More employers are opting to fund accounts that their employees can draw on to purchase their own health insurance, either on an Affordable Care Act exchange or on the open individual market, according to a new report.
Individual Coverage Health Reimbursement Arrangements (ICHRAs) offer employees a set budget for premiums, allowing them to pick the health care plan that works best for them.
Some companies have been exploring these arrangements in lieu of providing their group health benefits, in order to save money and reduce the administrative burden, according to the “2022 ICHRA Report” by PeopleKeep, a human resources software company.
The average amount employers funded ICHRAs with was $981 per employee in the year ended June 30, 2022, according to the report. That is twice as much that’s needed to purchase the average lowest-cost gold plan on the marketplace.
But these plans have their drawbacks and are not for all employers. So, it’s important to understand how they work and their limitations.
The ICHRA explained
ICHRAs, created by regulations promulgated by the IRS in 2019, allow employers subject to ACA coverage requirements to forgo purchasing insurance for employees and instead provide extra funds for them to purchase their own health insurance coverage. Here are some ICHRA basics:
- Regulations allow for employers to offer ICHRAs to some of their employees, and group health benefits to others.
- Some accounts are restricted to reimbursing only for health insurance premiums, while others also reimburse for out-of-pocket medical expenses. Unspent funds can be saved over the course of the pay period for expenses in the calendar year.
- Every pay period, the employer will fund the account with a set amount over the course of the year. The employee will pay for their premiums and get reimbursed by showing proof of payment.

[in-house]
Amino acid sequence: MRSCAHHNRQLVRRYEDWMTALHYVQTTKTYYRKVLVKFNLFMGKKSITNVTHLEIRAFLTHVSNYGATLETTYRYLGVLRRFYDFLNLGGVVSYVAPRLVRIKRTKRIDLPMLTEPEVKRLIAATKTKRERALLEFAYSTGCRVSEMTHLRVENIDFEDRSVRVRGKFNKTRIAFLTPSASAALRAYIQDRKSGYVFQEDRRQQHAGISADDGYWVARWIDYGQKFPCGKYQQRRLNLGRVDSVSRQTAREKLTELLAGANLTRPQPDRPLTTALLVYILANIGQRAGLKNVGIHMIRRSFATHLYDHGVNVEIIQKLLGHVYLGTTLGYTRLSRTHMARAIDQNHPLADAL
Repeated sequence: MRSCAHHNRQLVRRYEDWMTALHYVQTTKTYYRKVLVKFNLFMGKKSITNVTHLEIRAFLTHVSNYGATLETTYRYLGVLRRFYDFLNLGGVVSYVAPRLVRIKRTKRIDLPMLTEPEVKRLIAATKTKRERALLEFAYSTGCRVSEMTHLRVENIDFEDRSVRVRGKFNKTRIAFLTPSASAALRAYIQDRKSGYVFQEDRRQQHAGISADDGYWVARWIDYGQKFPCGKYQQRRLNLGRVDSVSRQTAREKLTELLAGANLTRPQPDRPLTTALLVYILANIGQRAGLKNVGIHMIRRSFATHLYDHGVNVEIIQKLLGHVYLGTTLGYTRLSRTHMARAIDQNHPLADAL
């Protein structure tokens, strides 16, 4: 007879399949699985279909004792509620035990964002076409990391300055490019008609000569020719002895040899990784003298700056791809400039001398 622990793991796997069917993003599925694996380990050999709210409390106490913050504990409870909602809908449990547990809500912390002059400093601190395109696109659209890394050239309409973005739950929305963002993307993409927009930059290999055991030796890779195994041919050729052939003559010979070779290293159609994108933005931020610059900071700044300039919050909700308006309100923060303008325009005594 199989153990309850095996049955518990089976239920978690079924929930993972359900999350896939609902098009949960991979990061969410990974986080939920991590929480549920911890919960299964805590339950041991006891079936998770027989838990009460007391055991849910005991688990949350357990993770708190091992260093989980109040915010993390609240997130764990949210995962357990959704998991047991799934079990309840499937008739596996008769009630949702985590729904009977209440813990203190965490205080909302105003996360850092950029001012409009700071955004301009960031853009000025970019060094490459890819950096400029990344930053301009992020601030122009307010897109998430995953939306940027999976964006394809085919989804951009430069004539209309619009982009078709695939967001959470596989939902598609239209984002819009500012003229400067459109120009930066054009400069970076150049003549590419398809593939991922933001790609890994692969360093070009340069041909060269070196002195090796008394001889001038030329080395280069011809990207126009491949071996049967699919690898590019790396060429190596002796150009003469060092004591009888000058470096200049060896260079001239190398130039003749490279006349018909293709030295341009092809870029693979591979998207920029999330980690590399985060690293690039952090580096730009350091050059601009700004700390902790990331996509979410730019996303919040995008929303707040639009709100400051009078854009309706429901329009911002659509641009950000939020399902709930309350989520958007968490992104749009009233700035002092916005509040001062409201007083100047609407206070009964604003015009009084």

- Employees don’t pay taxes on health care spending reimbursed through the ICHRA.
- Accounts are not portable when employment ends.
- For applicable large employers subject to the ACA employer mandate, the ICHRA funding must meet the ACA’s coverage and affordability requirements and be enough to purchase the lowest-cost silver plan on the marketplace.
- There is no limit on how much an employer can fund the account with.
Not a good fit for all firms
There are many restrictions to ICHRAs as well as drawbacks which employers need to consider:
- The employee loses the employer-sponsored coverage they’re accustomed to and has to fend for themselves to find coverage that fits within the budget their employer provides. This could cause employee resentment.
- Offering group health plans to salaried employees and higher-wage staff and ICHRAs to lower-wage workers, who may view it as a two-tier system, could again cause resentment.
- Having an ICHRA could affect recruitment efforts and retention, as most workers have grown accustomed to their group health benefits.
- Employees may choose plans that leave them with either higher premiums than they’d pay for a group plan, or higher out-of-pocket expenses on the back end.
- Employees must use the funds to purchase health insurance and they may not be enrolled in their spouse’s health plan.
- If your ICHRA is considered affordable according to ACA rules, employees lose the premium tax credit if they opt out of the ICHRA. If your ICHRA is considered unaffordable under ACA rules, they can claim the premium tax credit and waive their right to the ICHRA.
Businesses most suited for ICHRAs
These plans often work best for operations that have:
- High staff turnover.
- A large number of lower-paid workers.
- A mix of salaried and hourly workers.
- A mix of employees at the company site and remote workers in other regions.
Sticking with a traditional group health plan can help you with recruitment and retention, but for some employers who look to attract workers who do not put a priority on employee benefits, these types of plans could be a good fit.
Making a move to one of these plans takes careful consideration and planning. We can help you sort through the facts and fiction about these accounts.